CHAPMAN v. REYNOLDS. (CIrcuit Court of Appeals, First Circuit. No. 182. October 22, 1896.)
ApPEAL-RECORD ON ApPEAL-REQUEST TO CHARGE.
Notwithstanding an assignment of error is based upon the refusal of a request to charge, and neither the reason for refusing the request, nor any part of the general charge, is given In the record, yet, If the counsel on either side argue on Its merits the requested Instruction, without protest, and Impliedly agree and give the court to understand that it raised a substantial issue at the trial, and was not covered by any instructions given, the court will consider such request.
2. MASTER AND SERVANT-NEGLIGENCE-INSTRUCTIONS-FELLOW SERVANTS.
In this case a new trial is granted for want of proper instructions on the question of fellow-servants. Railroad Co. v. Peterson, 16 Sup. Ct. 843, 162 U. S. 346, and Railroad Co. v. Cbarless, 16 Sup. Ct. 848, 162 U. S. 359, applied.
In Error to the Circuit Court of the United States for the District of Rhode Island. This was an action by Peter Reynolds, as administrator, against Chal'lel3 P. Chapman, for causing the death of plaintiff's intestate while he was at work in defendant's quarry. Judgment for plaintiff, and defendant appeals. Walter F. Angell (Albert B. Orafts and Stephen O. Edwards, with him on brief), for plaintiff in error. Walter B. Vincent, for defendant in error. Before COLT and PUTNAM, Circuit Judges, and NELSON, District Judge. PUTNAM, Circuit Judge. This is a suit at law by an administrator of the estate of a quarryman against the owner of the quarry, for causing the death of the quarryman, and is based on a statute of Rhode Island, of which the following is the only part essential to the issues now before us:
"In all cases In which the death of any person ensues from Injuries Inflicted by the wrongful act of another, and In which an action for damages might have been maintained at the common law had death not ensued, the person Inflicting such injUry shall be liable to an action for damages for the Injury caused by the death of such person, to be recovered by action on the case for the use of the husband, widow, children or next of kin, in like manner and with like effect as in the preceding five sections provided."
The alleged circumstances of the death of the quarryman are sufficiently shown by the following extract from the bill of exceptions:
"It appeared from the evidence that the accident which caused the intestate's death occurred In a quarry which was operated by the defendant. 'fhe intestate was in the employ of the defendant, and was one of a gang of men who were engaged in operating a derrick In use In the quarry. TIle derrick gang was In charge of one Splan, who was also an of the defendant. The immediate cause of the accldent to deceased was the fall of a portion of the rock which formed the anchorage ot a Blondin, an apparatus used for raising and moving stone out of the quarry. The Blondin consists of a cable stretched over a quarry, from which Is suspended a large tUb. The tub is filled with stone, then raised by an engine, and moved along under the cable from which it is suspended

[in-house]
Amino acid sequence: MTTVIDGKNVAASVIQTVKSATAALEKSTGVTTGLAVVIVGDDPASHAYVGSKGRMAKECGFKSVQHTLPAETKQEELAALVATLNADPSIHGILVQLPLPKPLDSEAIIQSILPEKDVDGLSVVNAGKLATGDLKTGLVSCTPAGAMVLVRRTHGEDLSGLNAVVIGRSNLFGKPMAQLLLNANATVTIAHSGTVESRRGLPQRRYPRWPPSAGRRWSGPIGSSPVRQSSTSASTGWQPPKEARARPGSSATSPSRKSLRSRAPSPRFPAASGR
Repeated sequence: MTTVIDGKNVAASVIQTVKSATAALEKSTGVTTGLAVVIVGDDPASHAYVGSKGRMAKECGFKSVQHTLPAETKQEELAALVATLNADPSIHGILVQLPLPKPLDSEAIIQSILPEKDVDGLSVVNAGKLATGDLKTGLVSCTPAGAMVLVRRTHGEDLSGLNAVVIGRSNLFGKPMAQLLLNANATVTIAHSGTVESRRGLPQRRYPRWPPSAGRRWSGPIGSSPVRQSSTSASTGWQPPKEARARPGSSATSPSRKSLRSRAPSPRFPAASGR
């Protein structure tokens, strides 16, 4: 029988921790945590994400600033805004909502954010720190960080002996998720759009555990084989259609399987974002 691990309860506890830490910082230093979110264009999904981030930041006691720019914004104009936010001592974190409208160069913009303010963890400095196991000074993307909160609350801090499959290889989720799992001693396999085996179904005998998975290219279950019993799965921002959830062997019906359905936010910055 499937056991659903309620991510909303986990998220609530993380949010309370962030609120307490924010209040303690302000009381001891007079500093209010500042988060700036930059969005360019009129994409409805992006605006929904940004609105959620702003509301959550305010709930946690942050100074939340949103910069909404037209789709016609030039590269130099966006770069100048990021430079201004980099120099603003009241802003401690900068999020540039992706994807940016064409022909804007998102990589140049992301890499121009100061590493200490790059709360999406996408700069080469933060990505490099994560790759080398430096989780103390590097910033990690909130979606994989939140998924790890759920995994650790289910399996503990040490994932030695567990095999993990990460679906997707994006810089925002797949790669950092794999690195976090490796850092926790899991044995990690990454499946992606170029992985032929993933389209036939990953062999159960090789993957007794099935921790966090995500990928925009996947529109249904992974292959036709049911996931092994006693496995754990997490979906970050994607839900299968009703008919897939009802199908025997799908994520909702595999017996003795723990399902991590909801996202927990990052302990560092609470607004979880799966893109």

CHAPMAN V. REYNOLDS.
until it reac'hes the point desired, when it Is tipped up and the. stone dumped. One end of the Blondin cable was anchored In the rock about halfway up the side of the quarry. The accident occurred on Monday afternoon. 'l'he plaintiff's intestate had been away during the previous week at camp. During his absence, and about the middle of the week, there had been blasting in the vicinity of the anchorage rock, and within twenty feet of it, according to some of the witnesses, and according to others the distance was thirty to forty feet. There was no testimony that there had ever been any blasting in the vicinity of the anchorage before, within either of the distances named, although the Blondin had not been changed for a year or more. The Blondin had not been operated since the blasting until the moment of the accident. There was testimony that a blast would be likely to shake up the rock for two or three hundred feet, and that on the day of the accident the rock was quite loose twenty-five or thirty feet from the anchorage, where one of the witnesses was working, and had been much shaken up by blasting. The Blondin was in charge of one Smith, who was an employ6 of the defendant. The defendant's son, Charles D. Chapman, was superintendent of the works at the time of, and prior to, the accident, and had ordered the blasting of the previous week, and both Smith and Splan were under him."
It is claimed that, on account of the loosened condition of the rock where the cable was anchored, the cable gave way, and the Blondin fell on the intestate, crushing him so that he died therefrom. The verdict was for the plaintiff, and the defendant brought this writ of error. He raises a question of pleading, and he also took several exceptions to the refusals of the trial judge to grant several requests for instruction, which appear in the record. As one of those refusals requires us to send the case back for a new trial, and as all the other questions are of that character that there is no apparent necessity that any of them will ever be raised in another trial, we will not consider them. The requested instruction which we will consider, and the exception based thereon, appear in the record as follows:
"The defendant requested the court to instruct the jury that, if the accident to the plaintiff's intestate was due to the negligence of Smith inputting the Blondin into operation while the plaintiff's intestate was under or near It, the plaintiff cannot recover, because Smith and the plaintiff's Intestate were fellow servants. The court refused said request, and the defendant excepted."
No part of the charge is given in the record, nor do the reasons for refusing the request anywhere appear. Non constat, so far as the record is concerned, that it was refused because fully covered by the charge, and properly so. Railway Co. v. Leak, 163 U. S. 280, 284, 16 Sup. Ct. 1020, 1021. Therefore the record of itself fails to put us in the position of the trial judge, and is altogether un· certain; and conjectural. Experience shows thal numerous new trials have been unjustly g:ranted because the appellate court failed to appreciate the surroundings of the trial court under the circum· stances of the rulings complained of. Therefore the federal courts insist that the record shall show specifically the grounds of any objection taken, and hold that the presumption is that the trial court correctly instructed the jury on all matters essential to the case. n is true that there are exceptional instances of plain errors which may be noticed by the appellate tribunal although the exceptions be· low were inartificially reserved. Wiborg v. U. S., 163 U. S. 632, 658, 16 Sup. Ct. 1127. 1197. And evidence objeC'ted to may sometimes be considered on appeal, although the objections were only generally